Last week's decision by An Bord Pleanála to approve a wind farm at Derreendonee in Curraglass, along the southern rim of Cork's beauty spot, Gougane Barra, has really taken locals in Ballingeary by surprise. Cork County Council had refused planning permission, as had the board's inspector. The council's response was an adamant and definite refusal. The council's planner said that the plans would "materially contravene the stated Objectives of the Cork County development plan" and "provide for a highly intrusive visually domineering form of development that debases the integrity and the landscape character". The council was very adamant. These towers, whose tip height would reach 178 m, would dominate the landscape in the area. It is acknowledged that alternative energy sources are need and that wind energy is going to form part of that. A great many wind farms have already been built across County Cork, including seven locally, but this is a question of the suitability of the Gougane Barra area. You cannot make another Gougane Barra but you can find other locations for a wind farm.
When you think of Gougane Barra, you think of the secluded valley, the tiny oratory on the big tranquil island and the tall cliffs around it. It is an isolated lost valley. There is a real opportunity to develop the whole area, right the way down the Lee Valley from Gougane Barra, through the Gearagh and on to Blarney Castle, for tourism. An awful lot of people rediscovered the area during the pandemic but Gougane Barra had already established its identity, nationally and internationally, well before then. We want to see tourism developed in the area. When An Bord Pleanála examined this application, it would have looked at Fáilte Ireland studies from 2007 and 2012. Even with those, it was not satisfied. It would have had to supplement them with studies from Scotland because the others were from so far back. How much consideration was given to tourism when this decision was being arrived at?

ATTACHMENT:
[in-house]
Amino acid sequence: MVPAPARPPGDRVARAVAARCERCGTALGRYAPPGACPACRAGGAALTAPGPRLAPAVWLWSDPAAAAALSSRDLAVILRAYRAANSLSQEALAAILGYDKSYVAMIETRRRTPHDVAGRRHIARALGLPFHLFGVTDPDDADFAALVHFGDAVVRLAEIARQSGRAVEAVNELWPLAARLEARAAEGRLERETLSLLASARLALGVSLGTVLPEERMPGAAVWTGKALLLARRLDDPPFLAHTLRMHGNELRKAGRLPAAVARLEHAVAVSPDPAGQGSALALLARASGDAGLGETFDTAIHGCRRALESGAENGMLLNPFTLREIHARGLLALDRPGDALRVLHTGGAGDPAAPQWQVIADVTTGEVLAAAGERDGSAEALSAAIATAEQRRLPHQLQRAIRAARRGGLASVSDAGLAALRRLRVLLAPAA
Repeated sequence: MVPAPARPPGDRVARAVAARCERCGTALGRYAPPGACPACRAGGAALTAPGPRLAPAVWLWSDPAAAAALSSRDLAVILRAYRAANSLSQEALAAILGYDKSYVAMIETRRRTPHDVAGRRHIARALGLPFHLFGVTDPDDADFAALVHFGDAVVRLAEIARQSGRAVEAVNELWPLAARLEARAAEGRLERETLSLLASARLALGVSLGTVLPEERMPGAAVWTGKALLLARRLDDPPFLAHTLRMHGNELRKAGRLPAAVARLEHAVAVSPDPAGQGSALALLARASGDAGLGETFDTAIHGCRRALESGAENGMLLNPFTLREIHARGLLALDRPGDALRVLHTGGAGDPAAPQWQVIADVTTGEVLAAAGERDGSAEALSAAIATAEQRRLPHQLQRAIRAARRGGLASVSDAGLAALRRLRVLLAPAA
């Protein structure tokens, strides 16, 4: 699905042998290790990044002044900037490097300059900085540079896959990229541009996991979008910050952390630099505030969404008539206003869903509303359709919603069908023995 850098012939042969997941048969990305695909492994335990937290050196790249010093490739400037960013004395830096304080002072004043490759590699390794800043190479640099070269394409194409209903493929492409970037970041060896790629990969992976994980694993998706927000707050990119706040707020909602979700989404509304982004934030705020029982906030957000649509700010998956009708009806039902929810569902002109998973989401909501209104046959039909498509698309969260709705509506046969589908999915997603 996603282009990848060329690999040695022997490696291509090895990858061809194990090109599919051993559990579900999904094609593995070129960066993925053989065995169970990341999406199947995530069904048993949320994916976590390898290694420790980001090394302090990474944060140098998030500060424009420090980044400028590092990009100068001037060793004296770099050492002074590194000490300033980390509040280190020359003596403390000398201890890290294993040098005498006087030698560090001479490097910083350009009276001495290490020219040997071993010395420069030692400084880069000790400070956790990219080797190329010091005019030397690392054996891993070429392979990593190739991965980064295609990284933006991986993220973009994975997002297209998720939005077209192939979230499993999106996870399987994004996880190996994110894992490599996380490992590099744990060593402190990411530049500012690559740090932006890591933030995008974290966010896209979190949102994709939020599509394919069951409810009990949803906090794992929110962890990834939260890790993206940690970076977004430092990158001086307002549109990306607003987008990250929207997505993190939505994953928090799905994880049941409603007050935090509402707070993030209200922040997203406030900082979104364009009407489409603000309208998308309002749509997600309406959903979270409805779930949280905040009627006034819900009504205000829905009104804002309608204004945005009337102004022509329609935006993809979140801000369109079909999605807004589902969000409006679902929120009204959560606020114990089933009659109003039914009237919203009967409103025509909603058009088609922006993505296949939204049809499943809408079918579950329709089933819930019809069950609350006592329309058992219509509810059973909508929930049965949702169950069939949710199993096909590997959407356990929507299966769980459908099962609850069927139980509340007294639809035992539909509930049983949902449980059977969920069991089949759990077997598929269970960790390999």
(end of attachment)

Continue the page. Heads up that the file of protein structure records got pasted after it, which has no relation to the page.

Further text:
The proposed development on the southern slopes of Derreendonee in Curraglass are right on the rim of Gougane Barra. If you imagine Gougane Barra like a horseshoe with the lake in the middle, these towers would be on the far side of the cliff, on the southern side as you approach from the Wild Atlantic Way from the Bantry direction. To put the 178 m height of these towers in context, the spire in Dublin is only 120 m tall. Liberty Hall is 59 m tall. These towers would be as tall as Liberty Hall with the spire on top of it. Towers of that height situated 300 m above sea level would be seen from a very long distance away. They would have a very significant impact.
The local community is very much against it. Coiste Forbartha Béal Átha'n Ghaorthaidh is now faced with having to put together funds to possibly take on a judicial review. The council has identified Gougane Barra and only a handful of other places in the county as tourist attractions of special quality. These include the likes of Garnish Island, Blarney Castle and Gougane Barra. This development would stand out like a sore thumb. What consideration was given to the tourism value of the area?